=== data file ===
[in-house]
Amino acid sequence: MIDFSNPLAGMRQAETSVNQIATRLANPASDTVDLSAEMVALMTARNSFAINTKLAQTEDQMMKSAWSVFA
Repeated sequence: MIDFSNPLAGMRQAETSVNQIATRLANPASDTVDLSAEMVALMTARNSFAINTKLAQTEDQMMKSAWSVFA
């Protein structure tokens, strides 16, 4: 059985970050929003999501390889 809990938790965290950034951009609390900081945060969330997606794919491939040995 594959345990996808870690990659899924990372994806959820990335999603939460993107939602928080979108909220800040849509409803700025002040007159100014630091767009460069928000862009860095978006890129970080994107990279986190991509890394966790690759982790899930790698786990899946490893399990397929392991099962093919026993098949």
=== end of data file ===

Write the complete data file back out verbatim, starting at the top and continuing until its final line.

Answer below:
[in-house]
Amino acid sequence: MIDFSNPLAGMRQAETSVNQIATRLANPASDTVDLSAEMVALMTARNSFAINTKLAQTEDQMMKSAWSVFA
Repeated sequence: MIDFSNPLAGMRQAETSVNQIATRLANPASDTVDLSAEMVALMTARNSFAINTKLAQTEDQMMKSAWSVFA
């Protein structure tokens, strides 16, 4: 059985970050929003999501390889 809990938790965290950034951009609390900081945060969330997606794919491939040995 594959345990996808870690990659899924990372994806959820990335999603939460993107939602928080979108909220800040849509409803700025002040007159100014630091767009460069928000862009860095978006890129970080994107990279986190991509890394966790690759982790899930790698786990899946490893399990397929392991099962093919026993098949």